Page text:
The Oakland Athletics are off to a dreadful start offensively, and their last place American League West record reflects it. Along with being last in their division, they also rank last in the American League in nearly every single offensive team statistic.
They rank last in the AL in on-base percentage, batting average, home runs, runs, runs batted in, slugging percentage, hits, stolen bases, stolen base percentage, and total bases. Though, it's not for a lack of trying by the cost-efficient General Manager Billy Beane.
In an effort to live up tot he high hopes set forth by the A's faithful, Holliday sought hitting instruction from former Athletics and St. Louis Cardinals super-slugger Mark McGwire before his Athletics' debut, according to an interview by the New York Times with McGwire in March.
Still after the A's dismal season a year ago, Holliday doesn't appear to be the answer.
So far Big Mac's instruction hasn't paid off as Holliday is off to a sloth-like start hitting only .226 through 28 games, with nearly as many strikeouts (23) as hits (26), and an on-base percentage of only .282. He's also slugging a puny .383, more than 200 points lower than his .607 slugging percentage last season with Colorado.
Although Holliday leads the team in RBI with 20 (24 less than Evan Longoria, the AL leader), his dismal start seems to have set the pace for the rest of the team.
There are two bright spots in the lineup. The brightest being the performance of catcher Kurt Suzuki. His .318 batting average is leading the team and remains the only batting average on the team over the .300 benchmark. He sets the bar for the Athletics in batting average, slugging, total bases, and hits.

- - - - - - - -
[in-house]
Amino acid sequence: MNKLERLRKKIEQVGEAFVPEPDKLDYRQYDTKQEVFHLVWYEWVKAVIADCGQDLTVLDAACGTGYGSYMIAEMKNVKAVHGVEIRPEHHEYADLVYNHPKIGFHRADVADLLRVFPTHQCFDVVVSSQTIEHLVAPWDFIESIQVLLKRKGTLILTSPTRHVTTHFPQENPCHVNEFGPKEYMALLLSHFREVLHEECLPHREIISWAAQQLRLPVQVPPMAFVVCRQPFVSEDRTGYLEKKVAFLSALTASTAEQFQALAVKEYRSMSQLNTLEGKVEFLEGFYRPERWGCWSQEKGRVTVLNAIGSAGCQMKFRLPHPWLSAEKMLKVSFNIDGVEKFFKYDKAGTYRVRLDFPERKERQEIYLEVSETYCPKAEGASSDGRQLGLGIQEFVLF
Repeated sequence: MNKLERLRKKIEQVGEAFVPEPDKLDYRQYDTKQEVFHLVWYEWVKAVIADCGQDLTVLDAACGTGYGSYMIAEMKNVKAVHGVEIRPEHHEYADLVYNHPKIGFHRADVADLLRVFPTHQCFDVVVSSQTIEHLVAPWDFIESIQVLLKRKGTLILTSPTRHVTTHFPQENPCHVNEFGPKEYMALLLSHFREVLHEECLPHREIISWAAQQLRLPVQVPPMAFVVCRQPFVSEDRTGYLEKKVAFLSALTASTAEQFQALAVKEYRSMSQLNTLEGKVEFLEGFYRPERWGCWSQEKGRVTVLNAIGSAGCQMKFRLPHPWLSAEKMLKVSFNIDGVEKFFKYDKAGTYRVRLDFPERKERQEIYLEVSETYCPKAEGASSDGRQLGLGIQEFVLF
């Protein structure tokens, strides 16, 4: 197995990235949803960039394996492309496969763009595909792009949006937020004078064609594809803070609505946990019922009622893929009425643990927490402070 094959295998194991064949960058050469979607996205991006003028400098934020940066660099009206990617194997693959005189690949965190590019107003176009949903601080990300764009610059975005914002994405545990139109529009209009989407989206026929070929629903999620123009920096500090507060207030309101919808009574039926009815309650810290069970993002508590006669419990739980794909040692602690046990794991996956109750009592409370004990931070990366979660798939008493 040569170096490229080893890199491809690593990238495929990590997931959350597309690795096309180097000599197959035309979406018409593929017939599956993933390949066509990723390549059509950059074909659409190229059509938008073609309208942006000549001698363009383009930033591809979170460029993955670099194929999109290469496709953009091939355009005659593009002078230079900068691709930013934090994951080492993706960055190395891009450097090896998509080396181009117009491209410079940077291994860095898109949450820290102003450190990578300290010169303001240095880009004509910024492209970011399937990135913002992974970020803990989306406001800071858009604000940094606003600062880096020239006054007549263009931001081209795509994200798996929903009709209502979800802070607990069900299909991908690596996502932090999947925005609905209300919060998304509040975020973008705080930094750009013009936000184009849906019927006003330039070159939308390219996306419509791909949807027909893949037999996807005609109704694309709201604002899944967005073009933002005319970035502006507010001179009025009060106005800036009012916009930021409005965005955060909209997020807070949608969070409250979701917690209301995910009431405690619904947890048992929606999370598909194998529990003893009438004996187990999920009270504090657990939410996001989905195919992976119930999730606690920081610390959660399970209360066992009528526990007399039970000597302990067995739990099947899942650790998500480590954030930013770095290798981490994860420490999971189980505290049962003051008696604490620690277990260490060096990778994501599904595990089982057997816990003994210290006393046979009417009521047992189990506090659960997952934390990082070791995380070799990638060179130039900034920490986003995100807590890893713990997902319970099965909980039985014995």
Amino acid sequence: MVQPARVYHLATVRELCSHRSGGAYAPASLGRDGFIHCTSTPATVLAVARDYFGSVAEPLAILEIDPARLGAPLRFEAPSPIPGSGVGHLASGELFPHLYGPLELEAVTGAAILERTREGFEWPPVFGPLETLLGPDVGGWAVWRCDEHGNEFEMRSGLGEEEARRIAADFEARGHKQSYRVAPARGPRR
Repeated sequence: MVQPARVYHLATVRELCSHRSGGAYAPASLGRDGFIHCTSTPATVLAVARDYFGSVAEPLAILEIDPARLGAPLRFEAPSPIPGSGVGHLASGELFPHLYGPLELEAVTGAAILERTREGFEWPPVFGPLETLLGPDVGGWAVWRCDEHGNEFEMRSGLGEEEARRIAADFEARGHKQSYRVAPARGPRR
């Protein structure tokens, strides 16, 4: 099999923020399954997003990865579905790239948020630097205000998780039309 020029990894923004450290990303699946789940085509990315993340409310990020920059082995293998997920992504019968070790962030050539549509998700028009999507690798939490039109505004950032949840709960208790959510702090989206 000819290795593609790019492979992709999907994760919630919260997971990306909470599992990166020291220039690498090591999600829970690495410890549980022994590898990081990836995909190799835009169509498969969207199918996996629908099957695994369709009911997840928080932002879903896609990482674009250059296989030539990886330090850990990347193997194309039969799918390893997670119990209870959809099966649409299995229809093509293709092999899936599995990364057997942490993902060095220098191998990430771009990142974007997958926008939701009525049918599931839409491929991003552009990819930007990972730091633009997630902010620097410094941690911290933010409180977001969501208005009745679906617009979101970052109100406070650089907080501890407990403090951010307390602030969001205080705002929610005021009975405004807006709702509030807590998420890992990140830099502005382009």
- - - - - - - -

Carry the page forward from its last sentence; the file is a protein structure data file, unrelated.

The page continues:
The other bright spot is potential saturated slugger Jack Cust. Besides having a classic baseball name, he holds down the RBI producing fifth spot in the batting order with a decent, not great, .284 batting average and team leading .402 on-base percentage, which is aided by his team leading 19 bases on balls.
That's it for good news. The rest is pretty ugly.
After 29 games, the A's offensive earns an F. It's the worst offense in the American League.
Individual player production and statistics were coupled with wins and losses to achieve this grade. The individual player grades can be found on the following page.
The individual report cards, based on offensive production after 29 games (25 minimum at-bats):
- Ryan Sweeney C, quite a few hits, but as lead-off man an OBP of .313 won't cut it.
- Orlando Cabrera C-, considered a decent off-season acquisition, but with an OBP of only .278 he's not cut out to remain in the two-hole. Do you see a trend here?
- Jason Giambi C-, 15 percent (the league average) of all runners he sees in scoring position end up scoring, but getting runners on base for him has been a major issue. Still, his BA is only .208. Giambi is about where you'd think at 38 years old.
- Matt Holliday C-, his 20 RBIs lead the team but remain way too low; BA is too low; too many Ks and only 7 BB.
- Jack Cust B+, strikeouts are high but then again, it's Jack Cust. His 19 BBs make up for it.
- Kurt Suzuki A, great season so far. See above for a more thorough report
- Mark Ellis D+, very, very limited production in his 63 at-bats
- Bobby Crosby C+, hitting .262, which looks great compared to the rest of the club. Okay production otherwise, but by no means good.
- Rajai Davis D-, leads the team with 3 stolen bases. Ugly BA (.200).
- Travis Buck D-, pretty bad in limited chances.
- Nomar Garciaparra D, his current stint on the DL might rejuvenate his flat numbers.
- Eric Chavez F, in 30 at-bats, he's the worst offensive player on the team at this point with zero runs and one RBI.
- Landon Powell F, a touch better than Chavez, but still an F with limited chances.
While Kurt Suzuki is off to a career start and Jack Cust is performing where he's expected to, the rest of the team is still trying to get the pieces to fit. The offense is cold almost across the board.
Holliday has shown flashes of his capability over the past few weeks, but flashes aren't going to cut it. The Oakland Athletics need Holliday to live up to the hype in order for the team to overcome this early season hole they've found themselves in.
Even though he hasn't gotten much production from the top of his batting order, Manager Bob Geren hasn't ventured far from his opening day lineup card. He will in weeks to come. That is, if he wants to keep his job.